A legion of young Bahamians are trotting a dusty path right now, vying to be the next ‘Golden Girl’ or “Fireman” Chris Brown. Most aren’t picking up golf clubs or shooting for birdies. Truth be told, The Bahamas has hosted more PGA tournaments than it has produced professional golfers, but Riccardo Davis is set to change that.
Climbing the hills at Paradise Island’s exclusive Ocean Club Golf Course, you could trace Davis’ 5’9” frame in the blazing sun. The rushing wind carried his chuckle and his slumped shoulders steadied for another drive. He is, by far, the most gifted golfer from The Bahamas.
It was at this golf course that Davis putted his first ball. Davis remembers passing by the Cable Beach golf course. Several feet away he spotted the golfer and burst into tears. He begged his parents to stop the car and let him play. Davis’ connection to the sport and persistence persuaded his parents to inquire about a junior golf program. He became the first in his family to play the sport.
“No one in our family has ever played golf,” Davis’ mother says with a smirk. “This was all for him. He cried for us to take him out and we were like, ‘What does he know about golf.’ He was just so sure that this is what he wanted to do.”
Short, scrawny and with as much athleticism as an old timer softball team, Davis had to wait until he was 8-years-old before joining the juniors program. With golf clubs as tall as he was, it was not until Davis was 16 that he could put power behind his swings and become a viable junior competitor.
Matriculating at Texas Southern University in Houston, Texas, Davis could no longer rely on his natural talent. He began developing his talent and managing his game to remain competitive.
As a freshmen competing against seniors, Davis quickly learned that talent alone would not carry him. In his second tournament of the season, Davis shot 69 and won. Before that, he was shooting 75.
He continued to mold his talent, manage his game and remain mentally sound.
“Once you know how to hit the ball, golf is 90 percent mental. You could be the best player in the world, if you’re mentally weak and can’t withstand the pressure of playing other great players, you won’t be there for very long.” Davis said.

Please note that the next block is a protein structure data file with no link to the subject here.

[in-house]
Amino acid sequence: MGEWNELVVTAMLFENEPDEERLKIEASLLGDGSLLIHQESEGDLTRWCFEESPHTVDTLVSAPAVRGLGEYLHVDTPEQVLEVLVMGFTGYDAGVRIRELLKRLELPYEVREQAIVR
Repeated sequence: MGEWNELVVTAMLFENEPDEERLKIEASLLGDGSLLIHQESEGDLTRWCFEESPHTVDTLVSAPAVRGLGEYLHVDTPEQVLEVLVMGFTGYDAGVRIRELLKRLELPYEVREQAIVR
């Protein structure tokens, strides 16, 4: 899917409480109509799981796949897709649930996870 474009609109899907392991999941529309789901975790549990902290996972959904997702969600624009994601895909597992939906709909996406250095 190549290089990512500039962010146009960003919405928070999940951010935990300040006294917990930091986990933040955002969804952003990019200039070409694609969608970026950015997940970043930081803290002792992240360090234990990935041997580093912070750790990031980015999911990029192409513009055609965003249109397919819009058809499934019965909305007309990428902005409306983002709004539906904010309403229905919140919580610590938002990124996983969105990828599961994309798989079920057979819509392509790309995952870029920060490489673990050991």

To help maintain his mental confidence, Davis works with a mental coach, Gary Sales, who practices with his techniques (which, understandably, Davis was reluctant to share) to ignore the thousands of golf fans and focus on game strategy.
Additionally, the 26-year-old is coached by the Core Golf Academy. The coaching staff and the Director of Golf Operations, Jeff Hay are impressed with Davis’ positive attitude and competence.
“He possesses a nice feel for the game and an ability to score under pressure, which is key. His attitude is tremendous; very positive at all times, which will be very important as he continues to pursue a career in professional golf,” Hay says.
Davis finished in the top three at most national and regional golf tournaments, including first place at the Bahamas National Junior Championships for three consecutive years.
On the eve of a new golf season, Davis is determined to get a Professional Golfers’ Association tour card—a feat that no other Bahamian has obtained.
Last year, Davis advanced to the final round of a PGA qualifier in Longwood, Florida. In the second round, he came through with a round of 73, 2-over par to advance to the finals. Although he finished eight shots over par, Davis reveled in the fact that he competed with Tiger Woods, David Toms and other world-class athletes.
Davis spent every day last summer practicing for the season opener, the Florida Professional Golf Tour in Longwood, Florida. The next PGA Tour qualifier is next spring.
“I want to take my career to the highest of heights,” says Davis. “Golfers are never satisfied, but what would really make me happy is making it to the PGA tour and winning a major championship… to beat all the best players in the world at one specific time.”
Climbing from a sand dune at Ocean Club’s golf course, Davis reminisces on an 8-year-old kid who fell in love with a sport he knew nothing about.
It was for that reason that Davis and other former participants of the local junior golf program decided to share what they’ve learned in their career with other aspiring golfers. From the history of golf to the rules of play, today’s junior golfers are meeting every Saturday to learn from the best Bahamian golfers.
“We’ve all went to college and learned more about the game and wanted to transfer that knowledge to kids who are now interested in the game,” Davis says.
For as long as track and field is synonymous with The Bahamas so will our youth be attracted to that dusty path. For those that starved for the road less traveled, Davis hopes to grab a golf club and take to the greens, vying to be the next pro Bahamian golfer.